Most cloud vendors offer optimization options when selecting a reserved cloud service. For example, AMD says its new EPYC 7003 CPU offers three times as much L3 cache, compared to its other 3rd Generation EPYC CPUs. Some simulation products thrive on the low-latency bandwidth of a larger cache, including Siemens Simcenter STAR-CCM+, as DE recently reported.

“Even if the CPU packs a serious processing punch, if the L3 cache they’re trying to retrieve data from isn’t big enough, they’ll have to go all the way to the RAM to get it instead,” Mach says. “This takes roughly an order of magnitude longer to retrieve than if it were available in the cache.” If the cloud vendor offers this CPU, and the customer is using STAR-CCM+ or another CAE product that needs high L3 cache, a deal can be struck.

Reserved cloud also offers the benefits, always mentioned by vendors, of better security (because it is run by a team of specialists) and cost savings. Most cloud vendors can strike a deal offering a lower cost-per-simulation run in a reserved setting, compared to the pay-as-you-go option.

Five Key Questions

In discussions with users and vendors and a review of existing research, we gathered a set of critical questions that may help engineering teams decide how to organize their HPC simulation infrastructure.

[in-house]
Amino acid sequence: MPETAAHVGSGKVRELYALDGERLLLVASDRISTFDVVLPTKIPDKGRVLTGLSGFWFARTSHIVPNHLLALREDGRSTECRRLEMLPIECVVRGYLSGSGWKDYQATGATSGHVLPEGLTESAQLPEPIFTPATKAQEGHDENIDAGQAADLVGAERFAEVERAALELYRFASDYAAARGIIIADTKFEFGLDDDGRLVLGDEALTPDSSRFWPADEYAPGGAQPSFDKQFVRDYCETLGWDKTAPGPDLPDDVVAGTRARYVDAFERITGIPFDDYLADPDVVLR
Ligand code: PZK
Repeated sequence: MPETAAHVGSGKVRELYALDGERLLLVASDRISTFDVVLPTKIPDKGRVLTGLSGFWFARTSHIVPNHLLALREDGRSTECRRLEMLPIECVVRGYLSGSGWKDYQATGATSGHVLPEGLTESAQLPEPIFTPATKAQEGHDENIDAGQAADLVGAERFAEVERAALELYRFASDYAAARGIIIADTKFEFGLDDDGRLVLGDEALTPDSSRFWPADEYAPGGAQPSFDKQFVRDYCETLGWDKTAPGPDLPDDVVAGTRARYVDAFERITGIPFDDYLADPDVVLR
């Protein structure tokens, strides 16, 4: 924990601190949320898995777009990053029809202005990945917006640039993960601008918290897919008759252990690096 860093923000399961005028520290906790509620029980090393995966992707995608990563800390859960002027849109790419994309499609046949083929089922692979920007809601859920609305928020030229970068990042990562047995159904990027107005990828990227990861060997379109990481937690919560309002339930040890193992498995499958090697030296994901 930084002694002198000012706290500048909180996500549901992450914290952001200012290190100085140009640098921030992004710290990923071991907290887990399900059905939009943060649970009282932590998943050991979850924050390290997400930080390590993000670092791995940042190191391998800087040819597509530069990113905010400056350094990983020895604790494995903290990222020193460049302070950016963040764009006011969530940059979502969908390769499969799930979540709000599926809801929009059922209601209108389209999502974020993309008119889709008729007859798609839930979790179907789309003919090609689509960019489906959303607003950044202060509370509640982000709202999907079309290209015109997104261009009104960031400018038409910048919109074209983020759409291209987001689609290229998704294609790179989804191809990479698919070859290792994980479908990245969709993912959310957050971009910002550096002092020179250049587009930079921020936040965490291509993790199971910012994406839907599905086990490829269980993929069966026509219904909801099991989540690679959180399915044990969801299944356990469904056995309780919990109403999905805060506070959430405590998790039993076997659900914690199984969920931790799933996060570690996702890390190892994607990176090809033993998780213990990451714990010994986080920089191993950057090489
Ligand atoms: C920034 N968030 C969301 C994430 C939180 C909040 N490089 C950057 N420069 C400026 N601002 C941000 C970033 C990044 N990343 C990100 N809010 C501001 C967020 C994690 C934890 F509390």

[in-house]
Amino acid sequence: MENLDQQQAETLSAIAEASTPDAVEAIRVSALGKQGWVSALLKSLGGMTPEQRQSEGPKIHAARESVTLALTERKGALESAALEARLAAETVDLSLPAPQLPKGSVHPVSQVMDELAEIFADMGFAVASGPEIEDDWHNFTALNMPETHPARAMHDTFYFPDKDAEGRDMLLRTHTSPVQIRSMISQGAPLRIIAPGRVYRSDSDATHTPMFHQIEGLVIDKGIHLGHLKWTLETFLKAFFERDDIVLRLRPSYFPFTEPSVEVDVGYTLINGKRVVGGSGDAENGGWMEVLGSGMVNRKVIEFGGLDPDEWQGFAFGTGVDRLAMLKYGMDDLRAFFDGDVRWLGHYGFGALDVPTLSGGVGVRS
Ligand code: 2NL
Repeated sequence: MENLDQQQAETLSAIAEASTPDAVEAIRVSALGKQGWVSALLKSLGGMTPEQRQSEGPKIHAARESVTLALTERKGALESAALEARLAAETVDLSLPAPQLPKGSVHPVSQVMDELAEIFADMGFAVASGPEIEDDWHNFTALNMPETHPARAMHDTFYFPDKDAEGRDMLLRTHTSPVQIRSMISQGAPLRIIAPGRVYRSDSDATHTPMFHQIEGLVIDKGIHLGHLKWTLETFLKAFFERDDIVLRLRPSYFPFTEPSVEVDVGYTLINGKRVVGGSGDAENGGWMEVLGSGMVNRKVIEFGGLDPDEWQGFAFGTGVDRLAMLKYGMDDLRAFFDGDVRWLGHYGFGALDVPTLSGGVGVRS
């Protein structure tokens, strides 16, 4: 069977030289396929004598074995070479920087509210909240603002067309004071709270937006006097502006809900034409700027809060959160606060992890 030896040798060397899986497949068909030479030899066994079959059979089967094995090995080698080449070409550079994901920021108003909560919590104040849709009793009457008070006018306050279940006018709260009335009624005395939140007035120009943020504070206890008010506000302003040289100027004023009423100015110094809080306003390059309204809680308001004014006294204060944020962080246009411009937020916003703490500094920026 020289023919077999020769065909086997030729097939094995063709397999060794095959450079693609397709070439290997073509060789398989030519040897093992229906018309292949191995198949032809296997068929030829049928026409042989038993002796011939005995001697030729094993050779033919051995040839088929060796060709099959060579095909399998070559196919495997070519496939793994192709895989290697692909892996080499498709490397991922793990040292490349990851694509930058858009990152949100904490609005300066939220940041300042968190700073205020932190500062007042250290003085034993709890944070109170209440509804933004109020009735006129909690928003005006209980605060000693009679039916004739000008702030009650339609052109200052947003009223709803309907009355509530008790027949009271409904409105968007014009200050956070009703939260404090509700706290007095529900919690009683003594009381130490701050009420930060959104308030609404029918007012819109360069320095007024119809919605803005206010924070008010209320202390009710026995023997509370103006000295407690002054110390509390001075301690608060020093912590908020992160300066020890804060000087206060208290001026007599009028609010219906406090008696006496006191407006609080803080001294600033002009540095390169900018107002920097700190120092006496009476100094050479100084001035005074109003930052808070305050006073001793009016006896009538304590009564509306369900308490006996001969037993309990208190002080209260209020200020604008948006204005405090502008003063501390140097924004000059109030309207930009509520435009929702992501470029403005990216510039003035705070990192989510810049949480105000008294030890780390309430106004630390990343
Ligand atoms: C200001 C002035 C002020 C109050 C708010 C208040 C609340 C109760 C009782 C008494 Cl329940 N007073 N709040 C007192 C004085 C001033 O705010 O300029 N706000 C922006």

What is the primary use case? If the workload is time sensitive or requires low latency, on-premises may be a better option. If there is flexibility on deadlines and workloads, cloud may be a good choice.

What is the budget? On-premises infrastructure typically requires a larger upfront investment, while cloud infrastructure has the option of pay-as-you-go pricing or a reserved cloud model described earlier.

What is the required scale? If the workload requires a large-scale HPC infrastructure, the cloud may be more cost-effective. If the workload is small or only intermittent, on-premises may be a better option.

What are the data security and compliance requirements? If data security and compliance are a high priority, on-premises infrastructure may be a better option as it offers more control over the physical infrastructure. Some vendors now offer certified services for high-security computation. Engineering cloud services vendor Rescale, for example, offers System and Organization Controls 2 Type 2 attestation, Cloud Security Alliance registration, and an International Traffic in Arms Regulations-compliant environment. Rescale works with several leading cloud services vendors.

Engineering computation specialist Rescale features several Ansys products. Image courtesy of Rescale.

What is the level of expertise and resources available? Does the company have the necessary expertise and resources in-house to manage an on-premises HPC infrastructure? A team of start-up engineers with a great idea and an established manufacturing company come to this question from two different directions. The startup doesn’t have to spend precious resources on hardware and IT support; the large company already has both.

Trading Time for Money